In the Early 2000s Some Railroad Photographers Were Skeptical About Digital Photography

I recently ran across some writings about the pros and cons of digital versus film for railroad photography.

on-photography-newIn each case, the author favored slide film. None of the authors were against the use of digital photography per se and all had experience with it.

But that was more than a decade ago. What would they think today?

Writing in Railway Photography (2003), Richard Jay Solomon said that for important (emphasis in original) subject matter he used a Leica film camera.

Writing in The Railroad Press magazine in 2004, Jaime F.M. Serensits favored slides because of their ease of storage and because he liked them.

Professional photograph Steve Smedley said he liked digital photography in his job as a newspaper photographer but favored slides for his railfan photography.

“Slides will be my medium for the next several years,” Smedley wrote in Railway Photography.

A common theme expressed by all three authors was the superior color quality of slide film.

Another theme was the fear that rapid advances in technology might mean that a photographer would not be able to “read” digital images some day. But slides are forever or at least the rest of your life.

That is a legitimate concern. At the time, most photographers stored digital images on CDs, which have been shown to have a relatively short shelf life.

In the early 2000s, USB devices, portable hard drives and storage on “the cloud” had yet to arrive or become widely available in the consumer market.

None of the authors from the early 2000s touched on a factor that has driven many photographers, myself included, into the digital world.

That issue was hinted at in the same issue of The Railroad Press in which the Serensits article appeared.

Several pages back was a feature piece on how to save money on slide film. At the time, slide professional film ranged between $5 per roll if purchased in bulk to $18 for an individual roll.

I remember a discussion I had with Marty Surdyk about slide film. He figured the cost of the film plus processing worked out to $1 per slide.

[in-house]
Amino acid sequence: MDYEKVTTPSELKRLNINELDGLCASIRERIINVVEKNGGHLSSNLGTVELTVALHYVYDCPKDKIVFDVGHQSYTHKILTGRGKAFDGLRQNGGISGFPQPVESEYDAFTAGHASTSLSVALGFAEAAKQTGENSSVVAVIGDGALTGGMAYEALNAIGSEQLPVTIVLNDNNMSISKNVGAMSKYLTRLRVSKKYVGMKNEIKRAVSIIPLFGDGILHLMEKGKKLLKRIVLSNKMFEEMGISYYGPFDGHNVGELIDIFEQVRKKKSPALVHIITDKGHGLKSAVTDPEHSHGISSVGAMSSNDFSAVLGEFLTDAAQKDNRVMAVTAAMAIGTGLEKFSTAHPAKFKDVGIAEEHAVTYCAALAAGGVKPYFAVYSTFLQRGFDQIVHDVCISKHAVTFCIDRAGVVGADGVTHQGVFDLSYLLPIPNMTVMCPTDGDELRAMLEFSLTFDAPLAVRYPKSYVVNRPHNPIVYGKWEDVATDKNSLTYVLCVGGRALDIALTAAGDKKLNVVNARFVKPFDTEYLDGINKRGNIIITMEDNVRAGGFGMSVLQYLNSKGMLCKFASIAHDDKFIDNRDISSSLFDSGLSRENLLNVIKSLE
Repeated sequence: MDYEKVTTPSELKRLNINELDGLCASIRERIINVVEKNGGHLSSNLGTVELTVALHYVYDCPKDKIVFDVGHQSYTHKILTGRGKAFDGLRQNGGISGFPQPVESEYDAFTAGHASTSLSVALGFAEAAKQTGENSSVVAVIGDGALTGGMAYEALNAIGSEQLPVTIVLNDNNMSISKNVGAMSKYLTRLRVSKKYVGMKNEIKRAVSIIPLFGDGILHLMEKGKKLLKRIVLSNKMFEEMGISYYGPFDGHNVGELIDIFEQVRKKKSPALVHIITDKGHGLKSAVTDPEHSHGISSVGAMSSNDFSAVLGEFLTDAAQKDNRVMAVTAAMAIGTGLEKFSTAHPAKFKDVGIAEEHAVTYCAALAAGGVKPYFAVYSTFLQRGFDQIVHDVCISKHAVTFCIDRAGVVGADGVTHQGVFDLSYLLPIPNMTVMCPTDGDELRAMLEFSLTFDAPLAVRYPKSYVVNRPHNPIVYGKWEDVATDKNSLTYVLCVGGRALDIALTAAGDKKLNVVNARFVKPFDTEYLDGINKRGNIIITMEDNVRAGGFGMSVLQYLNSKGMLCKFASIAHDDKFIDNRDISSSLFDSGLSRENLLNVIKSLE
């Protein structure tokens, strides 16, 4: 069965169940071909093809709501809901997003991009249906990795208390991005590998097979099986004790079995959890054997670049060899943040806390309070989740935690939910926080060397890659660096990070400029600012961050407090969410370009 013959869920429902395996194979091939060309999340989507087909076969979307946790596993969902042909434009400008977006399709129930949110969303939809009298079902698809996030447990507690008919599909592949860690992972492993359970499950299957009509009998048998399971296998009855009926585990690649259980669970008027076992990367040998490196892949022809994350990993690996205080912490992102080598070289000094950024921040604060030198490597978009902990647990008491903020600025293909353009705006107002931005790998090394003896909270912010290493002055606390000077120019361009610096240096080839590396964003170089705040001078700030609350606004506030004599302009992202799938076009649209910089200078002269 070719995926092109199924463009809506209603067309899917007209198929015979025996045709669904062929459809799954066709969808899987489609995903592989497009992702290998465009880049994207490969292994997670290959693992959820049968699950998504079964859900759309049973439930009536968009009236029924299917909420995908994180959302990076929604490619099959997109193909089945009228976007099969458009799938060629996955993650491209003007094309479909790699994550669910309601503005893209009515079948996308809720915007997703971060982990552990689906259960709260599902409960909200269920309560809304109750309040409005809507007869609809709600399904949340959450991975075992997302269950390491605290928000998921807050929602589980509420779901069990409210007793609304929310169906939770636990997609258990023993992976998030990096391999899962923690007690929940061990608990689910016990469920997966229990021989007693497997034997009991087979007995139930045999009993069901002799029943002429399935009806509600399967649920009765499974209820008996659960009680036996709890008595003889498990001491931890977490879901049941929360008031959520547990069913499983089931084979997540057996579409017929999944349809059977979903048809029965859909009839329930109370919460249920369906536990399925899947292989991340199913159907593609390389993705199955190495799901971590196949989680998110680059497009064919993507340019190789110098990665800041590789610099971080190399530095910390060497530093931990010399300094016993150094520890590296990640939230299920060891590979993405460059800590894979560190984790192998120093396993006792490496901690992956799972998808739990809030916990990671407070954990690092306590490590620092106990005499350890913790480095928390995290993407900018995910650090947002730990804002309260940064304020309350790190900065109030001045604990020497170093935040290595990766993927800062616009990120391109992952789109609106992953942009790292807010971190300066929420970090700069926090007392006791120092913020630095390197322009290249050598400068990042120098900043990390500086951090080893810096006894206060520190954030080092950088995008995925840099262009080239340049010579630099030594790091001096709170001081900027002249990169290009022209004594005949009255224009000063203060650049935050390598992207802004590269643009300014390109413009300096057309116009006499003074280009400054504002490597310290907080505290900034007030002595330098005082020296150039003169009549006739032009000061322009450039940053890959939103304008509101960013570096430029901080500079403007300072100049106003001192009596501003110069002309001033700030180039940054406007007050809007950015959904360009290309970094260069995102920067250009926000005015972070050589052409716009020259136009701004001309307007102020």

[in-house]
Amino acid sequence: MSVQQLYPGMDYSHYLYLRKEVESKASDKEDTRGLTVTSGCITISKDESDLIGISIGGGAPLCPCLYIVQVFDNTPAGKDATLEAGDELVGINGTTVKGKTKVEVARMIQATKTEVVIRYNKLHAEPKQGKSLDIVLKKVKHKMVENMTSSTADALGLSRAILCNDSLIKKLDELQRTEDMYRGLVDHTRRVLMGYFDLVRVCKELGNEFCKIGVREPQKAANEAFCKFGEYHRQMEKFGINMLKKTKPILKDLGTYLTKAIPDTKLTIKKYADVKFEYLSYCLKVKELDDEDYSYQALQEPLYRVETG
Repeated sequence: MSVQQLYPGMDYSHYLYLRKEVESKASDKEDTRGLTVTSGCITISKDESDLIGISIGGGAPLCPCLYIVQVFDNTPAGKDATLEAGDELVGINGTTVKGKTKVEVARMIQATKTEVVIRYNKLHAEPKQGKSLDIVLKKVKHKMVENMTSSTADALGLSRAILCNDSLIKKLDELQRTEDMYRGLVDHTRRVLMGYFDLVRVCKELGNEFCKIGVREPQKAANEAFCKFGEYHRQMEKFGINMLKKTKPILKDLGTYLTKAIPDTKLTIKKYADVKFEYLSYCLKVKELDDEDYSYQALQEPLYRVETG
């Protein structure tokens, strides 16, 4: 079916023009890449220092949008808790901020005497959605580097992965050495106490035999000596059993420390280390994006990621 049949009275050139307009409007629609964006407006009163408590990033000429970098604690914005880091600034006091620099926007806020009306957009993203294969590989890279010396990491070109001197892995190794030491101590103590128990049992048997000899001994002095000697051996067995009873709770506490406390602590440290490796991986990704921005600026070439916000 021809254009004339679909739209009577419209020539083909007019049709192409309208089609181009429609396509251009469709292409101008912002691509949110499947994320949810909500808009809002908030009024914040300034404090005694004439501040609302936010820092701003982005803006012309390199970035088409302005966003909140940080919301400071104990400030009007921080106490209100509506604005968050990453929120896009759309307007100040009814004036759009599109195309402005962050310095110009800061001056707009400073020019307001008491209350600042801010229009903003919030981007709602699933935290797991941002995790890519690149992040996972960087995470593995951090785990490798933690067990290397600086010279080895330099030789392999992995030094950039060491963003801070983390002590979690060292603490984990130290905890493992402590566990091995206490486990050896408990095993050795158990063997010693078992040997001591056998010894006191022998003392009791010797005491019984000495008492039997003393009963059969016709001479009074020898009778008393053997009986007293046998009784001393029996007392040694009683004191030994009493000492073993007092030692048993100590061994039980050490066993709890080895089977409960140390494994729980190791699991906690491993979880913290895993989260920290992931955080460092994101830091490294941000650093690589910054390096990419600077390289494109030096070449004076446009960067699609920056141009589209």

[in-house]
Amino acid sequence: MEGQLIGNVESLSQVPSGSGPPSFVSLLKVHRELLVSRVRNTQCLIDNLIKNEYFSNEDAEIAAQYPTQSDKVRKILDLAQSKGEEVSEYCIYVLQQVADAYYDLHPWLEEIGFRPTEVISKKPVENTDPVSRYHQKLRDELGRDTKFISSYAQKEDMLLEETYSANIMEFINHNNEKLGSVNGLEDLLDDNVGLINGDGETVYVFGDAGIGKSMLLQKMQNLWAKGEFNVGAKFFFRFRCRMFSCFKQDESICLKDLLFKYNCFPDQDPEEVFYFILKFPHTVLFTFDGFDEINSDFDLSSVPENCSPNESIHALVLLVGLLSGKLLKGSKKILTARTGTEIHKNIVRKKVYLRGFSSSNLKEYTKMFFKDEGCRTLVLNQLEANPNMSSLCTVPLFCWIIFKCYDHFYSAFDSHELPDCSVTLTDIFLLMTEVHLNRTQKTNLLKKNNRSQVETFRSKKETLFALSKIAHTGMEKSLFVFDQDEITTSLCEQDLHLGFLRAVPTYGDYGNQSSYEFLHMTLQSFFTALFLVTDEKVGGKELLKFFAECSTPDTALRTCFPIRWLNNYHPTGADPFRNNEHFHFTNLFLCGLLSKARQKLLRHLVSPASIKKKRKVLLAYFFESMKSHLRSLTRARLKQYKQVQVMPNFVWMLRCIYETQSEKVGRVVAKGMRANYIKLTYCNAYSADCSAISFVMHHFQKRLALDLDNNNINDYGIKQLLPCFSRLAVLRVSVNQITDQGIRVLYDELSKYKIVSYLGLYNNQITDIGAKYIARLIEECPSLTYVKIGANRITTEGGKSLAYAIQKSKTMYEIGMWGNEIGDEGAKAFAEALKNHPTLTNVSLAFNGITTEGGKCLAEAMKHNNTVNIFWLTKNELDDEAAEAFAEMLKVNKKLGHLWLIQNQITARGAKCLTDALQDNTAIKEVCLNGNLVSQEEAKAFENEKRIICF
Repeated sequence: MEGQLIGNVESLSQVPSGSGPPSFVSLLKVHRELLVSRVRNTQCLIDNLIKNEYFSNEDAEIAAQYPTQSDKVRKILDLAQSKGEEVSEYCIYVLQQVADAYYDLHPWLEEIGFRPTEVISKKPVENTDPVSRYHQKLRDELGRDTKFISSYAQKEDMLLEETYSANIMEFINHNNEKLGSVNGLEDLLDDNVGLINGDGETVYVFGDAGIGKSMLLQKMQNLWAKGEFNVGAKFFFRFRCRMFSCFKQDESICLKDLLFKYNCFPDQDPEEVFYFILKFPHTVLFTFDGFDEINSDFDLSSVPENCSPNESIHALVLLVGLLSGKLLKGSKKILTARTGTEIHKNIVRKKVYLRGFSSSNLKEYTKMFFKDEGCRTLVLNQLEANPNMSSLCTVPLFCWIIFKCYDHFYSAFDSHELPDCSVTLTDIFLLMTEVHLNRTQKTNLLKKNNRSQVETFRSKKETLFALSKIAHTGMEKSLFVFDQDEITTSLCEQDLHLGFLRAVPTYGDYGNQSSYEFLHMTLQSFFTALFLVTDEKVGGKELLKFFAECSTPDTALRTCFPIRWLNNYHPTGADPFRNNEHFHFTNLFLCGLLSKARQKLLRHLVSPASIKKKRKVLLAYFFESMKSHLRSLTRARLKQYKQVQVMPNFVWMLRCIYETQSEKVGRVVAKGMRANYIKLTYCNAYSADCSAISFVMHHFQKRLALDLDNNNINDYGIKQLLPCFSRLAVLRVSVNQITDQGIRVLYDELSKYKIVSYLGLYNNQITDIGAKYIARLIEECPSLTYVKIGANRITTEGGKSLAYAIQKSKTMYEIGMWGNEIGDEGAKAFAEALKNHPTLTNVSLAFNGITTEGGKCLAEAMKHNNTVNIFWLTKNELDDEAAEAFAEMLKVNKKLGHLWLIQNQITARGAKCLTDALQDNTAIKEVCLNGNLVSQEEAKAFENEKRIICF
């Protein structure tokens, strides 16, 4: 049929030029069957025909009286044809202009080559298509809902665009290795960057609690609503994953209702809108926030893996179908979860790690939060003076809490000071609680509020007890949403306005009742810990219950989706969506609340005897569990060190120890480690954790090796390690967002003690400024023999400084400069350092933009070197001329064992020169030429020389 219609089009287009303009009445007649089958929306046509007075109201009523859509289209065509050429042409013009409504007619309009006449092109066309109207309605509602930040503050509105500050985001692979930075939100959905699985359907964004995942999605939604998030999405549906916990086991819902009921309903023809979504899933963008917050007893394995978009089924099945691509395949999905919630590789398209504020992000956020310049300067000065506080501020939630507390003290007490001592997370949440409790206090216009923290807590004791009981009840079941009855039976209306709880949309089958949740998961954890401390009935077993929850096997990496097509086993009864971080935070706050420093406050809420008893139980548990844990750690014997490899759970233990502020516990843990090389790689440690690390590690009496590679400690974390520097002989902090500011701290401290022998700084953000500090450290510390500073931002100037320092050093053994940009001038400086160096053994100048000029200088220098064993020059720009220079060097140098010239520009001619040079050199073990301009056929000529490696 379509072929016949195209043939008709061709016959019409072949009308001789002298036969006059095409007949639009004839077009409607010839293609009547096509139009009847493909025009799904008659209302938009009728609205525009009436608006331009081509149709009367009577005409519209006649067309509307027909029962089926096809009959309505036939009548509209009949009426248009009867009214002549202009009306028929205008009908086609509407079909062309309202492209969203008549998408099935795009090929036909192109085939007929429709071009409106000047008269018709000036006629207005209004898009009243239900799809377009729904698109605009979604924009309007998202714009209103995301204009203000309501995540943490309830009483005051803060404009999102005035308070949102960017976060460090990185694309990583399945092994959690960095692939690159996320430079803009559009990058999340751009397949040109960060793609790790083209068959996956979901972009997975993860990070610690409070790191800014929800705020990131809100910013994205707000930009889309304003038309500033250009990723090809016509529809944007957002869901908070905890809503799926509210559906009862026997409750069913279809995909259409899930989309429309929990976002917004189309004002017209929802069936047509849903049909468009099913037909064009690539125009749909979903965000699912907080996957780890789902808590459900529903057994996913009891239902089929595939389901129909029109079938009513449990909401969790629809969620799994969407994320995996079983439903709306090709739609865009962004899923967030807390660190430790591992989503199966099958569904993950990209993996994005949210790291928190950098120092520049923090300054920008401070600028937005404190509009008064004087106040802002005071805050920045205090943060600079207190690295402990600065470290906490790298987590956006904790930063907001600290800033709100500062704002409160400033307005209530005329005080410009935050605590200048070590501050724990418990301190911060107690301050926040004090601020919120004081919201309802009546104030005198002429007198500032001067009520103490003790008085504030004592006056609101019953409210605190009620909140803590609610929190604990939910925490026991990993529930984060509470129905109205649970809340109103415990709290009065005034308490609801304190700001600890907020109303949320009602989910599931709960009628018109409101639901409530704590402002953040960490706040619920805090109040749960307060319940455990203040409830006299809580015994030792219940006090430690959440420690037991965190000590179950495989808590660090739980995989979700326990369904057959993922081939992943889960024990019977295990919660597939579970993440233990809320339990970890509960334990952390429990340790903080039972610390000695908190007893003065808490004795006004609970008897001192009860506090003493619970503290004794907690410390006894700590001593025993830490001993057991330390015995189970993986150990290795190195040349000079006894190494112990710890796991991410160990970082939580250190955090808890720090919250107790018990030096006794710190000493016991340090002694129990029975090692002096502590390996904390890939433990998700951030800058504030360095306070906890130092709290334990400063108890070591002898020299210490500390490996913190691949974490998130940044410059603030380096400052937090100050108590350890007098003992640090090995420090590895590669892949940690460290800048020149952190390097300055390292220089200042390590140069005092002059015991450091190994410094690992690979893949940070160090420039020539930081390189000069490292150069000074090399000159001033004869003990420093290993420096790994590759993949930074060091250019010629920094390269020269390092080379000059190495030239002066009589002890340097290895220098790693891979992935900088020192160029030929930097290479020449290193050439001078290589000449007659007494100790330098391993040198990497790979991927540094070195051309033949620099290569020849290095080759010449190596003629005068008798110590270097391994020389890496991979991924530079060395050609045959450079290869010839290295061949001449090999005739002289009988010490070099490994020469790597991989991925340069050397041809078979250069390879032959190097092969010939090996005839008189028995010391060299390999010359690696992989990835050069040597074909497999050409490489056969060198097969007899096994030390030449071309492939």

If you shot an average of one roll of film a week, that would cost $1,872 for the year. Of course not everyone shoots that much, but whatever your photography habits, the cost of film and processing aren’t cheap.

More than a decade since the works cited above were published, I wonder if those photographers are still using slide film. Does Solomon still rely on film for his most important images?

All three authors acknowledged that digital photography was likely to continue to improve. My guess is that they might still dabble in film, but their views of digital photography probably changed as digital technology evolved. They had little choice about that.

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2 Responses to “In the Early 2000s Some Railroad Photographers Were Skeptical About Digital Photography”

  1. Todd Dillon Says:

    I was late convert to digital (2011) I needed one for work and at the time I thought I would use it for roster and detail photos but still use film for action photography. That lasted about a week and I have used digital exclusively ever since. Once I found out digital could not only handle action photos but give good results that was it for me and I found myself wishing I had converted sooner. Then there is the issue of developing film which besides the expense sometimes the photos could be ruined by the lab. The amount of photos I can take with digital is seemingly limitless and I couldn’t possibly afford what can do with digital if I was still using film.

    • csanders429 Says:

      Like Todd, I also converted to digital in 2011. I had begun to seriously think about making the conversion for a while, but the last straw was when two rolls of slide film were botched in processing. That was in June and the next month I bought a digital camera. I expected to continue to make some film images and I know a few guys who do that despite also having a digital camera. But once I got that digital camera I began to see how many advantages there are and I never bought another roll of film. Like Todd, I find the number of images I can make with digital is seemingly limitless and I couldn’t afford that if I still shot film.

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